I think we have the equipment(rifles, anyway) to be successful, just haven't figured a good way to point 'em from 100 yards to 400 yards consistently.
I have custom built long range rifles and shoot long range competiton for many years. But when it come to long range hunting, I prefer to use the older methods. My personal rifle/caliber is a Rem M700 LH BDL in 30-06. Box stock except it has been piller bedded, scope rings lapped, trigger worked on, etc etc. The scope is my 25 year old Leupold VarII 4-12 w/ AO and a std Leupold duplex reticle. Needless to say it doesn't have target turrets either.
When describing my setup to fellow hunters using their newest super magnum with a huge POS scope and mutiple turrets sticking out of it, they say, "ok, see that rock over there... hit it!" I lay down, pop out my bipod legs, range the distance, and figure out my holding point and bam.... smash. I have had 2 hunters tell me no way you can you can be sighted in at 100yd and still hit something at say 300-400yds on demand. Not bragging but with some knowledge of your equipment and practice it is relatively easy with your existing equipment.
BUT..... I DO have points of aim out to 400yds (and more, just haven't run the numbers and tested it out yet) using this scope without touching the turrets once I have it sighted in. The key is having the std Leupold duplex in the scope. Not the heavy duplex because it covers up to much of your target at longer ranges. I have used this system for years, but it takes a little getting use to.
What I do is put the scope on 4 power and sight it in to be dead on at 100yds where the top heavy duplex reticle meets the thin crosshairs. Where the thick and thin meet actually is an arrowhead and I sight in on the tip of the arrow head. I call this point (Point A) What I call my "Point B" is the actual true intersect of the thin crosshairs. And "Point C" is where the thin goes to thick on the bottom creating an arrowhead pointing upward. I hope this description is clear.
This gives you 3 aiming points to use without ever touching your turrents. This method works for the yardages you are talking about. And depending on the caliber you are talking about possible aiming points out to 500 to 550yds without holding over a deer sized animal.
Now back to some more details. FYI: These details are for my 4-12 power scope. You scope power and reticle size will probably be different. But it is not a show stopper. Just take a target with heavy 1" grid lines on it and tack it up at a true 100yd distance. Put your scope on low power and find out how many inches there are between your Pt. A, Pt. B, and Pt. C. They will be different but the same logic applies.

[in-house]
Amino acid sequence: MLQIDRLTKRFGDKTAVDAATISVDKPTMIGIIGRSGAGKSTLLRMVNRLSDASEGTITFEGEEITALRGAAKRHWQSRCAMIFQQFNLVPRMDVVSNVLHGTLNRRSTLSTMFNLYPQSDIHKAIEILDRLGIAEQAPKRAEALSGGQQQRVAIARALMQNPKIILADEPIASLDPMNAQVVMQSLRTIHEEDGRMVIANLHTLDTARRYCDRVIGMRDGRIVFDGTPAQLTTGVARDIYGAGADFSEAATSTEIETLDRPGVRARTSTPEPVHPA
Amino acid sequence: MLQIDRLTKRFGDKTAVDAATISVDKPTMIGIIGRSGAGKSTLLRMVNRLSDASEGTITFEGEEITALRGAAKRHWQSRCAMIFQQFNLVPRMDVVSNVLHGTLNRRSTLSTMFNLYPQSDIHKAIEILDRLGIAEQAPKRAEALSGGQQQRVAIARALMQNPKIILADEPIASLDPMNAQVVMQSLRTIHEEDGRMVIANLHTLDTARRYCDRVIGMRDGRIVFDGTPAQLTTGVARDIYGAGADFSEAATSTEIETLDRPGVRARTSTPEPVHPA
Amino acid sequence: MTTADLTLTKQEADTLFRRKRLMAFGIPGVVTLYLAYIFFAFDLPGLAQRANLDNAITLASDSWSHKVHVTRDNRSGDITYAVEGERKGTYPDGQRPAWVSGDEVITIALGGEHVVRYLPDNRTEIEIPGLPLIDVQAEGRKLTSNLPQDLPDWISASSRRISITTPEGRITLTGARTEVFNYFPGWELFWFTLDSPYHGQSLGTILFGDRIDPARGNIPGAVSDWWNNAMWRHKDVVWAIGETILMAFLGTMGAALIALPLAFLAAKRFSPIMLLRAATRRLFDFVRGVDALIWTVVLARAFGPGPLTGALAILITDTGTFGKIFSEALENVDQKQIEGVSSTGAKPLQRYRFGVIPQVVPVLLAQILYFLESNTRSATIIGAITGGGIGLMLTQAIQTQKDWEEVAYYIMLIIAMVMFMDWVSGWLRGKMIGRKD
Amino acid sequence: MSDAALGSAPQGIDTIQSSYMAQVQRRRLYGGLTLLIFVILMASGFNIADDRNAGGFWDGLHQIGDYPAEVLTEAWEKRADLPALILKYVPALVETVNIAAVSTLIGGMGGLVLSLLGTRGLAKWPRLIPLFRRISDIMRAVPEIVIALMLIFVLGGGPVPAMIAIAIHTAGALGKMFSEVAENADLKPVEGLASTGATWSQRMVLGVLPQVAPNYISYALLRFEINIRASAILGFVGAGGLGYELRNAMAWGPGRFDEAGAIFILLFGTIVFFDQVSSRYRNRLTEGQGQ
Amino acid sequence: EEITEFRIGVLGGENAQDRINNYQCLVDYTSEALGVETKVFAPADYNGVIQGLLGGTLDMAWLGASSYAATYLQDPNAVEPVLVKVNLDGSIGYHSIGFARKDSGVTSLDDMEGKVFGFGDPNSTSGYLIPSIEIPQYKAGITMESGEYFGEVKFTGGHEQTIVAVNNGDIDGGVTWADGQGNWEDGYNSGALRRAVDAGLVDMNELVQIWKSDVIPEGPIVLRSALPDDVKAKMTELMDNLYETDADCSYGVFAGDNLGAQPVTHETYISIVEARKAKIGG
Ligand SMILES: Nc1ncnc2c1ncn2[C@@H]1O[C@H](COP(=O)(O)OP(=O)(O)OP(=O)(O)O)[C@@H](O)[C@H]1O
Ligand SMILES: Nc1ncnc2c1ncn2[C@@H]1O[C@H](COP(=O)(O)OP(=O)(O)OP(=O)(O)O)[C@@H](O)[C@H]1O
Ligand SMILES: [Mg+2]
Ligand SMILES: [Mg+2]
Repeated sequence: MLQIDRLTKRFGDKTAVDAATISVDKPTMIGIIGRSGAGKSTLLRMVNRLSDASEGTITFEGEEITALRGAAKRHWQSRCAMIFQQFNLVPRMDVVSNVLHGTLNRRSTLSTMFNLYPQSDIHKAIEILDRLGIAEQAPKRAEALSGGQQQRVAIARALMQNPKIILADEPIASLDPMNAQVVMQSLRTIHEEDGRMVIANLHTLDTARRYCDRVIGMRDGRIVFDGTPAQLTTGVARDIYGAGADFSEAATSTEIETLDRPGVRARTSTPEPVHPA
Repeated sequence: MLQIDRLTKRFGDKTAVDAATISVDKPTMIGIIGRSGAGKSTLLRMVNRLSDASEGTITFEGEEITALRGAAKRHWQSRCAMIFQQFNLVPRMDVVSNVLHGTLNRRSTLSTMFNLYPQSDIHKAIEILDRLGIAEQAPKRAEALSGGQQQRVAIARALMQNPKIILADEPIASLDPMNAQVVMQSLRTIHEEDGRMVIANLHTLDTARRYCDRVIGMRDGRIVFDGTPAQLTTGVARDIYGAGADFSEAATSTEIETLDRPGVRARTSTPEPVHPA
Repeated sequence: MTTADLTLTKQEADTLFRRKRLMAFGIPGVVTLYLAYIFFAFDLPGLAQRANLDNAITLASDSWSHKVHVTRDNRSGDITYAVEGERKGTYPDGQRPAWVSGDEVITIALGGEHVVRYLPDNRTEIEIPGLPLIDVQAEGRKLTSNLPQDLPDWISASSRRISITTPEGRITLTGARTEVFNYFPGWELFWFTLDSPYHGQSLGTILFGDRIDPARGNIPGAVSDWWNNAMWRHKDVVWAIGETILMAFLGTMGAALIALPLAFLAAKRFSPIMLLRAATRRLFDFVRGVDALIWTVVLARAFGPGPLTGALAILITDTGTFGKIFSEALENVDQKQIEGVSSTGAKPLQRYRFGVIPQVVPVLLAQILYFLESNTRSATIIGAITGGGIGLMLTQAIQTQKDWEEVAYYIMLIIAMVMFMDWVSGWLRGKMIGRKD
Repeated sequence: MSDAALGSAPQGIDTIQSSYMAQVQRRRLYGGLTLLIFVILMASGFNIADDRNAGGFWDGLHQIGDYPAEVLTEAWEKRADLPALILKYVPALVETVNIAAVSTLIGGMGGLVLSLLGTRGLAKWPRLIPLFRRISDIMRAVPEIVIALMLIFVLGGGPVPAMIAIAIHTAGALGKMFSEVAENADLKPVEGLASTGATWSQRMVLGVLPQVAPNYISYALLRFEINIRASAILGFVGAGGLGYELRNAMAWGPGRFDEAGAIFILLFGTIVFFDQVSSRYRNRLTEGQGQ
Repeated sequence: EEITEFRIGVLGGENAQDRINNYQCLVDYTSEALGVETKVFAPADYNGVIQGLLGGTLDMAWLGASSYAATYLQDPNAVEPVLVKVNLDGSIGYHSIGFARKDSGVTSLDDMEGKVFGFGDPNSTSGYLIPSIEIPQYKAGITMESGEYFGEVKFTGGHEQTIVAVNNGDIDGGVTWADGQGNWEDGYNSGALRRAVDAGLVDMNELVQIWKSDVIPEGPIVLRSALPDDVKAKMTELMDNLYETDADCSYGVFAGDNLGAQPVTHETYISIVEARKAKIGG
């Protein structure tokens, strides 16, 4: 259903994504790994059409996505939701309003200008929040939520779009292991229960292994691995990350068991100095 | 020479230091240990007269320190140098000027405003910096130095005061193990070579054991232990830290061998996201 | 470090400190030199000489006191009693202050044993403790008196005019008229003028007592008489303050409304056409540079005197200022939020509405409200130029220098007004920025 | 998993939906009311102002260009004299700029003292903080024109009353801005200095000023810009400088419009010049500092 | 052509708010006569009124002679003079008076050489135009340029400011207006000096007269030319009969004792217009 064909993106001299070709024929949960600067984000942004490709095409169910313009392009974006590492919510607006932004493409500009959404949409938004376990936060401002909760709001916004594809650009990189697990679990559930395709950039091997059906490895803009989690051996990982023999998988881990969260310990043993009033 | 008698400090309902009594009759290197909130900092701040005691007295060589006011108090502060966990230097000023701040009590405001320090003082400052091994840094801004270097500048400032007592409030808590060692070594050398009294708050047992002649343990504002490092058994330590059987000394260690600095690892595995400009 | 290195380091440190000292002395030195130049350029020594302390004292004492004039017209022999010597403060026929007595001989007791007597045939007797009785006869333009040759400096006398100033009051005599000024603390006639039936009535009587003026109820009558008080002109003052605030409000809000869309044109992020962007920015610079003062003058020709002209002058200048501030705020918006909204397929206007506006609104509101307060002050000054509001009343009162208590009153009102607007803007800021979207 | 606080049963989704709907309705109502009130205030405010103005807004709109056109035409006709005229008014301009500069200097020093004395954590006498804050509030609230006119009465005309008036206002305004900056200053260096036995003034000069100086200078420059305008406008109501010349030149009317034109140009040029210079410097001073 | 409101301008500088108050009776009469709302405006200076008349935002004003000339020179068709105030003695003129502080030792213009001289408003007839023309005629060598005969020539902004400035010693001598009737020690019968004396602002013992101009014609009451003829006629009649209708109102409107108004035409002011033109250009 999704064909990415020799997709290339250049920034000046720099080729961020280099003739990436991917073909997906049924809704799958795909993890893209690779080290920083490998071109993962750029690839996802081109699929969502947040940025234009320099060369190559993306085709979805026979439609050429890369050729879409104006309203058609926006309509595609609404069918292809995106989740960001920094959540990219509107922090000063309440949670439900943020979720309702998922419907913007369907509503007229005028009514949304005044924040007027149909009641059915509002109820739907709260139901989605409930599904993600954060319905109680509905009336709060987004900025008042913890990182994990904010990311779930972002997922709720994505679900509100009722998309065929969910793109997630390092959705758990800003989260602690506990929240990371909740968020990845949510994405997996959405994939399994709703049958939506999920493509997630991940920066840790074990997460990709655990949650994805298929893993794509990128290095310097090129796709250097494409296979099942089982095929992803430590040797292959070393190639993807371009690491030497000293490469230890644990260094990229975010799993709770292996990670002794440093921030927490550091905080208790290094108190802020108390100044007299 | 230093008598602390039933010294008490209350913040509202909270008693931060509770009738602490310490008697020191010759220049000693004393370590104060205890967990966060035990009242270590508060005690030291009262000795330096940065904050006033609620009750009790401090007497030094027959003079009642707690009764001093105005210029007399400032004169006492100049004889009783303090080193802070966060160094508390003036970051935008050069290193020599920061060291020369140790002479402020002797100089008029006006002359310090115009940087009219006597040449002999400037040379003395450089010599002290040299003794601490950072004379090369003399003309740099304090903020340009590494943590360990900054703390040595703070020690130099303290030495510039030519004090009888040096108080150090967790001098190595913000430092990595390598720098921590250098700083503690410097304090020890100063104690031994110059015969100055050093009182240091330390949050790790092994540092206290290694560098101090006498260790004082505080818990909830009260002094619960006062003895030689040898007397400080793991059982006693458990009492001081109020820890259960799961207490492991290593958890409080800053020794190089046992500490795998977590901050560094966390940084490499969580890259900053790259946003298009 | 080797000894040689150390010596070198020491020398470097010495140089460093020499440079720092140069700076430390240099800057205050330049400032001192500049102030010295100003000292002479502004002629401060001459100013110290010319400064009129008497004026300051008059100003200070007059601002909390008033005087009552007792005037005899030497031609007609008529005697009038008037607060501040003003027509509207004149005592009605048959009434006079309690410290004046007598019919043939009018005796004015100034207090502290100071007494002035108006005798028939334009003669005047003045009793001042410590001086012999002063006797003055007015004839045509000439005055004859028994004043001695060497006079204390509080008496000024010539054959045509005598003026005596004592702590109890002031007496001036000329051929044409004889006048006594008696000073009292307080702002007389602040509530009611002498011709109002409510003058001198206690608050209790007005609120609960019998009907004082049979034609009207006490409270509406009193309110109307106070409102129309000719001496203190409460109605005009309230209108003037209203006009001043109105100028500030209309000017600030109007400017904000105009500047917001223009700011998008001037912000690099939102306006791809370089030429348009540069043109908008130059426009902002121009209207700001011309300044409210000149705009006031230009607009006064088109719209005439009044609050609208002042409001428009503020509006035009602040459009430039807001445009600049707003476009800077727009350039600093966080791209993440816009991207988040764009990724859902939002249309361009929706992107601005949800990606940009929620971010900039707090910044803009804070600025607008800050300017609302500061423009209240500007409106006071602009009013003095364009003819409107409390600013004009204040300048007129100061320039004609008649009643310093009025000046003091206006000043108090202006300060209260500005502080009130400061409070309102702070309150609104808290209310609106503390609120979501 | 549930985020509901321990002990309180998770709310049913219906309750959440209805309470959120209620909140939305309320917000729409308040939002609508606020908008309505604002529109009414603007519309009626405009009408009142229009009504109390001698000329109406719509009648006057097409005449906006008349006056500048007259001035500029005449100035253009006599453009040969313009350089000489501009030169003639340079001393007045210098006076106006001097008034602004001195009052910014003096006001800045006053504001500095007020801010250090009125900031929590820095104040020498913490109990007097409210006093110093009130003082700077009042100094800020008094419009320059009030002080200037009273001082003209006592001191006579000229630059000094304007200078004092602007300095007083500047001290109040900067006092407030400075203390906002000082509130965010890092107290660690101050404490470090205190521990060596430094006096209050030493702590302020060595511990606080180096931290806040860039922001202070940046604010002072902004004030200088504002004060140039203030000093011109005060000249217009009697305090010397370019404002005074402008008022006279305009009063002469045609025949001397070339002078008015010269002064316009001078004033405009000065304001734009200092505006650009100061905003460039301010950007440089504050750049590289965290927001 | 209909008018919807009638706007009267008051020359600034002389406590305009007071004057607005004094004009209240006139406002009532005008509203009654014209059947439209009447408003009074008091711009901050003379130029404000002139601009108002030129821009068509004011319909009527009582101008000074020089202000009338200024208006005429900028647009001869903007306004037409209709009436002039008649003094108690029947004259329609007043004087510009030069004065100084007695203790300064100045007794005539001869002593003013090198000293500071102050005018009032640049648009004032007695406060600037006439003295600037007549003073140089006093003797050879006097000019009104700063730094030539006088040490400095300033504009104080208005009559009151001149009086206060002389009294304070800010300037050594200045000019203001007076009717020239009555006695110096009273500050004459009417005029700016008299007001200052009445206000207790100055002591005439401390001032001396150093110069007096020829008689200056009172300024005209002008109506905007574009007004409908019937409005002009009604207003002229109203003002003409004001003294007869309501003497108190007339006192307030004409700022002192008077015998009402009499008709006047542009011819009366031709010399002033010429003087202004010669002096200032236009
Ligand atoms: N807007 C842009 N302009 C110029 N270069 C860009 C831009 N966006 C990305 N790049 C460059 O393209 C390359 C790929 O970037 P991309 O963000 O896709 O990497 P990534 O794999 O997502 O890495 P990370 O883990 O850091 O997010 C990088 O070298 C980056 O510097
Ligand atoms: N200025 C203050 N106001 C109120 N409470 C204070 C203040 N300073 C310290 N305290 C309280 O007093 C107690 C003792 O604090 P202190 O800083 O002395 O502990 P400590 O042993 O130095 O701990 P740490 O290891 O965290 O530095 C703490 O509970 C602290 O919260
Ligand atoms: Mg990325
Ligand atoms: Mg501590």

Here is my exact details:
Sight in dead on at 100ys at Pt A (you can go an inch or so high depending on your hunting situation) Where I hunt I can shoot 400yds but I need to be prepared for the short precise shot also. So I elected to go dead on at 100yds)
for 200yds with a dead on hold using Pt A, I hit about 2.5-3" low on paper. so in the field I either jsut don't worry about those 3" or simply jsut hold the height of the heart on on the chest.
for 300yds I crank my scope up to 12X and use Pt A and hold dead on. I shot a 2 shot group about 3 weeks ago double checking my zero and it printed about 1" low at 300yds. That 1" at 300 is negligable in my book.
400yds is still at 12X but I then use Pt B (actual crosshairs).
Being I can only shot out to 400yds where i hunt i haven't tested past there, but obviously I have another aiming point at Pt C to give me even more yardage, but like I said. I just haven't tested it or tried it. Doing the calculations you should have aiming points out to 500yds with the average med bore caliber and typical bullet weight and drop chart.
Hope this helps. I gotta run for now. If you have any questions let me know. The biggest thing is training yourself to use the Pt A aiming pts by instinct and not automatically use the crosshairs when a big buck pops up at 50yds in the thicket. So don't switch to this method without a lot of preseason practice or it can be frustrating.
The nice thing is that you don't have to spend any money on a custom reticle or turrets. Use what you have and you can shoot out to 500yds with practice and a little measuring to know how many MOA your reticle represents at what yardage.